The Martyrs of the Theban Legion

September 22 is traditionally the feast of a group of soldiers martyred in 287 A.D, known as the “Theban Legion” from the Egyptian city of Thebes where they were recruited. The story recounts that the whole legion was Christian; sent to the area around Lake Geneva, they were placed under the command of the Emperor […]

Stabat Mater, the Hymn of the Sorrowful Virgin

Devotion to the Sorrows of the Virgin Mary first emerged in German-speaking lands in the early 15th-century, partly as a counterweight to the iconoclasm of the Hussite movement, and partly out of the universal popular devotion to every aspect of Christ’s Passion, including the presence of his Mother, and thence to her grief over his […]

St Bernard of Clairvaux on the Holy Name of Mary

On this day in the year 1683, the armies of the Ottoman Empire were soundly defeated outside the gates of Vienna by the combined forces of the Holy Roman Empire and the Polish-Lithuanian Commonwealth. This battle represents the high-water mark of the Turkish invasion and occupation of eastern Europe. Sixteen years later, after several other […]

Laus Beatae Mariae Virginis

The feast of the Nativity of the Virgin Mary, which the Church celebrated yesterday, was imported into the Roman Rite from the Byzantine tradition at the end of the 7th century, along with three other Marian feasts, the Annunciation, the Purification, and the Assumption. Unlike those other three, however, it was slow to catch on, […]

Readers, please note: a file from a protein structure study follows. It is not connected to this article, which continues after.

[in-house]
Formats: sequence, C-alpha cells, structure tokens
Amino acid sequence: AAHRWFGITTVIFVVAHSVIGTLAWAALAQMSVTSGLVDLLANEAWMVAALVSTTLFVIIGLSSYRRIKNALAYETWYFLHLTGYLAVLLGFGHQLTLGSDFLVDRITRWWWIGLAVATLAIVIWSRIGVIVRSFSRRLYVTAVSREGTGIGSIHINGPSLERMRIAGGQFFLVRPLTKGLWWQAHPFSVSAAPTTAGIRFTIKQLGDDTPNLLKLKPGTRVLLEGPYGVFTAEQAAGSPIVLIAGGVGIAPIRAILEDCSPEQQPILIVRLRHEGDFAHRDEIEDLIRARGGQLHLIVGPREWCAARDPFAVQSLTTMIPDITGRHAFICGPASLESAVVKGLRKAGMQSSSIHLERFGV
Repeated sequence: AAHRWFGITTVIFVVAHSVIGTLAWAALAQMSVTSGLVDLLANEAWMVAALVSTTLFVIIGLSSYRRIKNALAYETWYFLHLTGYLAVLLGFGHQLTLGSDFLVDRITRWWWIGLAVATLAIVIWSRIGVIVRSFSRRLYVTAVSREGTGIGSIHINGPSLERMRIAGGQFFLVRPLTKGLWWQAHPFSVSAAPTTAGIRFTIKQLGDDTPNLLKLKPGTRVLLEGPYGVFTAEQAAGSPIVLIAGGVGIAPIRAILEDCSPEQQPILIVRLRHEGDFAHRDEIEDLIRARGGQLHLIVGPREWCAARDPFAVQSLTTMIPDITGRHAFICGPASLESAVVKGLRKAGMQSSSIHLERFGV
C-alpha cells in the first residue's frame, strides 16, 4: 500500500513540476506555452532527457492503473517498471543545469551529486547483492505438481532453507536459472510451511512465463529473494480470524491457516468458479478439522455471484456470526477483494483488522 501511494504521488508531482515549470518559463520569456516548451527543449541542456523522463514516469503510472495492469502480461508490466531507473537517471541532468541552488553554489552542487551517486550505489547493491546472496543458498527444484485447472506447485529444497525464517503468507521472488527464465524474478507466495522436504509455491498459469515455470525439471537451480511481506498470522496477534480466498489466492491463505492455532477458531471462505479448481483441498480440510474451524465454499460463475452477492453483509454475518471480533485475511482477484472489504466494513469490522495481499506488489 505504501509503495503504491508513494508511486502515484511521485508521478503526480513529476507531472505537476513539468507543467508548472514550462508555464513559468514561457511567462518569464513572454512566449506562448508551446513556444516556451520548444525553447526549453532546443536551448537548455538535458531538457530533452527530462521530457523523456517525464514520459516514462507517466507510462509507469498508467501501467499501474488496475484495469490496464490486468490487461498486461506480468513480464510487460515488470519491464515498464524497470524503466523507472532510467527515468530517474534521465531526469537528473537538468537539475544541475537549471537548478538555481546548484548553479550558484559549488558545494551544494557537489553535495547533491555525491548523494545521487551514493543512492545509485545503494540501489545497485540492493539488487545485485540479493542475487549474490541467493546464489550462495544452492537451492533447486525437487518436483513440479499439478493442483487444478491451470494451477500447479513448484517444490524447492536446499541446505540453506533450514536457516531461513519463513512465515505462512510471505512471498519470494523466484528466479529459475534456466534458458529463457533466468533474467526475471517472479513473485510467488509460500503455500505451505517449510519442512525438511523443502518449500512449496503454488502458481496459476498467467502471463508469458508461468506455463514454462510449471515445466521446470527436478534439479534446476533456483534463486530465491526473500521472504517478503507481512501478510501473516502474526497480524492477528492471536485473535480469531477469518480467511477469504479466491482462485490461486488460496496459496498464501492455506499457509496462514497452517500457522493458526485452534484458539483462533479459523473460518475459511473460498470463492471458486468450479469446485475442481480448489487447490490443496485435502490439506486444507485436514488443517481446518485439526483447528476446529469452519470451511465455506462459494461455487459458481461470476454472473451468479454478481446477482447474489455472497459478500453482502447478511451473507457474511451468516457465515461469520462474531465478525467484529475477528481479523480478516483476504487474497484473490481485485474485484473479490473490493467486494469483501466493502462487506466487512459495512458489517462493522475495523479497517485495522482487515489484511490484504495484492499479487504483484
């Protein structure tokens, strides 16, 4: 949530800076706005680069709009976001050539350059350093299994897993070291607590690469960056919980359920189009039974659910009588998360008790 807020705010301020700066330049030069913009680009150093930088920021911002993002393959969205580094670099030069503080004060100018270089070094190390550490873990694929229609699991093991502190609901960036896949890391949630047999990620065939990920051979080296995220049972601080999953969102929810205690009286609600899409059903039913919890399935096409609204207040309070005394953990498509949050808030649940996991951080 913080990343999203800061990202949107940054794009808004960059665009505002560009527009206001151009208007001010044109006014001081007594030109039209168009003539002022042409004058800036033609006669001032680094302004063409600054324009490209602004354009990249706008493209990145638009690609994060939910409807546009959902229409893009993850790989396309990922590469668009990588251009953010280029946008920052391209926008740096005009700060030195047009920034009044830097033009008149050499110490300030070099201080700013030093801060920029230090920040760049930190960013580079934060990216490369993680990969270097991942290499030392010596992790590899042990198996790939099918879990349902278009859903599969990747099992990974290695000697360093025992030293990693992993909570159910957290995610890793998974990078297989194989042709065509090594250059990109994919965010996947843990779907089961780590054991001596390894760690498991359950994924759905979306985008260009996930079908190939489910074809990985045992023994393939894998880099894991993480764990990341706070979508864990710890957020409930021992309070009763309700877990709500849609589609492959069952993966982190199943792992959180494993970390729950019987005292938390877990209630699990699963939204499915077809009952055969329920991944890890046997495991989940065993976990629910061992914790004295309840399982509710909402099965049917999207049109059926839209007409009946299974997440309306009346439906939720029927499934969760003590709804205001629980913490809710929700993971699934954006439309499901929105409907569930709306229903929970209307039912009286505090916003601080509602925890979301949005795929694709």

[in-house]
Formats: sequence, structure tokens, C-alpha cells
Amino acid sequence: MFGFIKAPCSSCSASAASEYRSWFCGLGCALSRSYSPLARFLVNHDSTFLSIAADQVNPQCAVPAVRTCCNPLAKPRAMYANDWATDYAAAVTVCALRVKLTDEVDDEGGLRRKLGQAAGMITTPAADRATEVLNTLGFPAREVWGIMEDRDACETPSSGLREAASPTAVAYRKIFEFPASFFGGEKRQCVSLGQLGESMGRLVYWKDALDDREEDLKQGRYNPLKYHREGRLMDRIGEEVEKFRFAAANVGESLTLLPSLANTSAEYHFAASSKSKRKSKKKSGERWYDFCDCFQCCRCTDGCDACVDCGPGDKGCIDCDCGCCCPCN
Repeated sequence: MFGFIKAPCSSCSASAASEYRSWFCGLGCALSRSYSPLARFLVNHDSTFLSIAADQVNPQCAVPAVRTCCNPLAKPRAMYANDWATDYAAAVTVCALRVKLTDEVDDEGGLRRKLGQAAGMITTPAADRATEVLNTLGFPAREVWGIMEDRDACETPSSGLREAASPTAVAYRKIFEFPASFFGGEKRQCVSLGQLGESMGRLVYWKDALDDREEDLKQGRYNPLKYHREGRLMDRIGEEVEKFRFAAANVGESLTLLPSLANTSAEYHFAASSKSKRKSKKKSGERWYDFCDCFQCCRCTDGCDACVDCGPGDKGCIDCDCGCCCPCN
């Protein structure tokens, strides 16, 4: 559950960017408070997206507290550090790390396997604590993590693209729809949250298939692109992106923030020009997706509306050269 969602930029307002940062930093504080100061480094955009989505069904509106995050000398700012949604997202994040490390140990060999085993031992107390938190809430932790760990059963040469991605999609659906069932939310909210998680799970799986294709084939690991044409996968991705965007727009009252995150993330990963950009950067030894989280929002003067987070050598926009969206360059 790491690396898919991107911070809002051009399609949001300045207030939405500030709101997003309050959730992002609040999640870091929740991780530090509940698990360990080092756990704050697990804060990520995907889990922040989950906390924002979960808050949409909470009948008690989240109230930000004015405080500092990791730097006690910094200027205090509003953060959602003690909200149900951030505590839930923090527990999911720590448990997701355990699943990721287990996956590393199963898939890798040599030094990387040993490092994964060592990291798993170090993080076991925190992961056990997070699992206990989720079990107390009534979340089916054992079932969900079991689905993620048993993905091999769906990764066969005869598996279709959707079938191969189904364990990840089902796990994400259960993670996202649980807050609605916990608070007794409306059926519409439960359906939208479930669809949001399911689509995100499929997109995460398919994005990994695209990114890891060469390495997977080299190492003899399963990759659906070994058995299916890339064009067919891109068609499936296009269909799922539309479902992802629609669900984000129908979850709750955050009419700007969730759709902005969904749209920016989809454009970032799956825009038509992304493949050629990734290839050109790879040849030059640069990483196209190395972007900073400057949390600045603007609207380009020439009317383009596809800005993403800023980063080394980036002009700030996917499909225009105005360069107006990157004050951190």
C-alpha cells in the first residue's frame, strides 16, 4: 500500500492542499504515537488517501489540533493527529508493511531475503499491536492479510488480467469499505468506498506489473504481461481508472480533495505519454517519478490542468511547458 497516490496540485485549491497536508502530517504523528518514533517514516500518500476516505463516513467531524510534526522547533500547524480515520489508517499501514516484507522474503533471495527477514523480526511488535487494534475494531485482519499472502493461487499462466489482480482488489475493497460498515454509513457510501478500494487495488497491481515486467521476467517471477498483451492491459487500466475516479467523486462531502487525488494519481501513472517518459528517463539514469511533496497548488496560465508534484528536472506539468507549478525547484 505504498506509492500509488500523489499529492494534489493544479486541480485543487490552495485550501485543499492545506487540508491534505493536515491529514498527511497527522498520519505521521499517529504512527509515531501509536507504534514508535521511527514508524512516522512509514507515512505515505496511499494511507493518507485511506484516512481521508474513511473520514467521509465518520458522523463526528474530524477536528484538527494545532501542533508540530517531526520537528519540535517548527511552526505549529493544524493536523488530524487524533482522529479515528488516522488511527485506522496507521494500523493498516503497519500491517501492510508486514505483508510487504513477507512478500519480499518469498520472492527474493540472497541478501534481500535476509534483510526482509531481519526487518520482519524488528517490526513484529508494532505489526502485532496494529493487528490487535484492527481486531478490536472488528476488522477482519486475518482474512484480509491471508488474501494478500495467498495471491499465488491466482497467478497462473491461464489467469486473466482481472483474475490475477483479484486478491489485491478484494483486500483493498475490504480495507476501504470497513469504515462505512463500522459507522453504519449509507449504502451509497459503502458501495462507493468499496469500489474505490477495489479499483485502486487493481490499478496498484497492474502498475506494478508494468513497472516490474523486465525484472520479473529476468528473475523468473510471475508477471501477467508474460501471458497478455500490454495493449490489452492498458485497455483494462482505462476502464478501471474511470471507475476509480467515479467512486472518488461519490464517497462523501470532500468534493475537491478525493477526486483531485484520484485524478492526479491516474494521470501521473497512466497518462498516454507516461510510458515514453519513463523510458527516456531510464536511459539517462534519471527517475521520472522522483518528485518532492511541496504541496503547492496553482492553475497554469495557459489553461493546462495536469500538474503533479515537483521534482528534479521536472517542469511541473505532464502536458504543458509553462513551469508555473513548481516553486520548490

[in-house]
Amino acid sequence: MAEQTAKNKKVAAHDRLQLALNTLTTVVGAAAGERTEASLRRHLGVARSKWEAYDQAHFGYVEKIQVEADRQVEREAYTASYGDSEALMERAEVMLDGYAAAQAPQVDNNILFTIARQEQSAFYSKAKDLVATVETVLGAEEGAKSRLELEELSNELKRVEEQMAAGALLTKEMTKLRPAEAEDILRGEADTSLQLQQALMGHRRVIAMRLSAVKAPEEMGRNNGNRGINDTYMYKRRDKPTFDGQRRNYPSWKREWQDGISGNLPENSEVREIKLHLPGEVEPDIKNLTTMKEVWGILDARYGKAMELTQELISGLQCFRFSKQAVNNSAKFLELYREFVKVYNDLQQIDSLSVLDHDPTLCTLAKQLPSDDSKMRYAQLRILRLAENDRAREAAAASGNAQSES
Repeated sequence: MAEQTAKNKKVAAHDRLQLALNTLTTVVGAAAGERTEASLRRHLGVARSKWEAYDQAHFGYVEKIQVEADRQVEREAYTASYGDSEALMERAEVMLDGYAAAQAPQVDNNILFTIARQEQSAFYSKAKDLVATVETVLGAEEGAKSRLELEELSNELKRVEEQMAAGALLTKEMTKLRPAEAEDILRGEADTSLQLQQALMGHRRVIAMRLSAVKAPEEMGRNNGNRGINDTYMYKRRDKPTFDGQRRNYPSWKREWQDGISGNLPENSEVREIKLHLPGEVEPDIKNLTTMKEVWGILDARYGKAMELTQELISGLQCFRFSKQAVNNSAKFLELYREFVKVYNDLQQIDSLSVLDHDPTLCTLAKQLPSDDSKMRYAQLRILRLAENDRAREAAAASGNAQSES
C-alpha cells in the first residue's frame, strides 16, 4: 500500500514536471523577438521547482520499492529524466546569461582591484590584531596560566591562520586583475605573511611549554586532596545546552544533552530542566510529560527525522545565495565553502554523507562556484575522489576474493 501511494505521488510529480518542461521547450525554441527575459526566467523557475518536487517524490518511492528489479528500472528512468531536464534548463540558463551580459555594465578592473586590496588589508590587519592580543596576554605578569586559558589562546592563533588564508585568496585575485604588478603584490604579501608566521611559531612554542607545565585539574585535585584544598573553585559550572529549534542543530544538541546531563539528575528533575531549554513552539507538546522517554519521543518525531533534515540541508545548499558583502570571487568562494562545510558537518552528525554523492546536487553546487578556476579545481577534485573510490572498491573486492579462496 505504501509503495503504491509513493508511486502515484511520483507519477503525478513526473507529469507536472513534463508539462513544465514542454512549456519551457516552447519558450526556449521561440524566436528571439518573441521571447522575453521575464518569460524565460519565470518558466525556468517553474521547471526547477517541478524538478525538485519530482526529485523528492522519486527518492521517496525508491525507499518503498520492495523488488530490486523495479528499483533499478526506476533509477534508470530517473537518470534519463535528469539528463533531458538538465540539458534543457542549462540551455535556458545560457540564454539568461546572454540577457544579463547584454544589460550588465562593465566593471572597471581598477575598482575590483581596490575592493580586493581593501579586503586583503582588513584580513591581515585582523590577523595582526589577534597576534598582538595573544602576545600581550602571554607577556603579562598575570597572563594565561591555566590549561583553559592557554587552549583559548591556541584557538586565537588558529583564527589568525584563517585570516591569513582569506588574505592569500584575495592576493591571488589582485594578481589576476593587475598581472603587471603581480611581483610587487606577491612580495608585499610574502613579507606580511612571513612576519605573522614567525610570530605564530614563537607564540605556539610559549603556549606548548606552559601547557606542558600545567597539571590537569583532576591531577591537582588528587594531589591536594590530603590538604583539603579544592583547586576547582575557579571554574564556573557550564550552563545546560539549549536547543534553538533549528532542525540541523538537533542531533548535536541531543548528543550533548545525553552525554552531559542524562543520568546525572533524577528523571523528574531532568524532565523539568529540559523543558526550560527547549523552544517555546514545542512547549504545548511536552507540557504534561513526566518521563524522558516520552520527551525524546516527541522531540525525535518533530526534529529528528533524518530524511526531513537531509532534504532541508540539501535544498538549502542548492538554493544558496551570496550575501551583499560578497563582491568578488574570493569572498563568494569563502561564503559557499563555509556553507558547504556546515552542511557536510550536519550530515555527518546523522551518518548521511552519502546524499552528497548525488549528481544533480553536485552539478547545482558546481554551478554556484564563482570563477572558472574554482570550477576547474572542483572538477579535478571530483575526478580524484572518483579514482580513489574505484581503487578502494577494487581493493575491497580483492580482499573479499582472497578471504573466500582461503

Vocabula Mira: “Indictio”

The Latin verb “indīcere, indīxī, indictus” (not to be confused with “indĭcāre”), originally meant “to declare publicly, proclaim, announce, to appoint”, and more broadly, “to impose, or inflict”, especially a penalty. From it is derived the noun “indictio”, meaning “the imposition of a tax.” This was originally used most often used to mean the regular […]

Saint “Added-On”

Since well before the middle of the sixth century, August 30th has been the feast of two Roman martyrs, a priest named Felix, and a man who after his martyrdom was given the name “Adauctus”, meaning “added-on” or “increased.” The reason for this is explained in their “passio”, the account of their martyrdom read in […]

The Feast of St Lawrence

Today is the feast of one of Rome’s most famous Saints, the deacon Lawrence, who was martyred by being roasted alive on a grill during the persecution of the Emperor Valerian in the mid-3rd century. The Roman church has long honored this native son as one of her chief Patrons, alongside Ss Peter and Peter; […]

Blessed Hermann of Reichenau

On this day in the year 1013 was born one of the greatest scholars of the Middle Ages, the Benedictine monk now known as the Blessed Herman. In English, he is usually called “Hermann the Cripple” or “the Lame”, but his Latin appellation “contractus – the deformed” (literally ‘the contracted one’) is really more accurate, […]

“Their Sound Is Gone Out” – The Division of the Apostles

July 15th is the traditional date of a feast known as the “Divisio Apostolorum – the Division (or ‘Dispersion’) of the Apostles.” This feast is first attested in a hymn written by a German monk named Godeschalk, who died in 1098. It was very popular in the Middle Ages, and continued into the Tridentine period on many […]

A Miracle of St Benedict

St Benedict died on March 21 in the year 543 or 547, and this is the date on which his principal feast is traditionally kept throughout the Roman Rite, and is still kept by Benedictine houses. On the calendars of their liturgical books, it is sometimes called his “Transitus – Passing.” A second feast to […]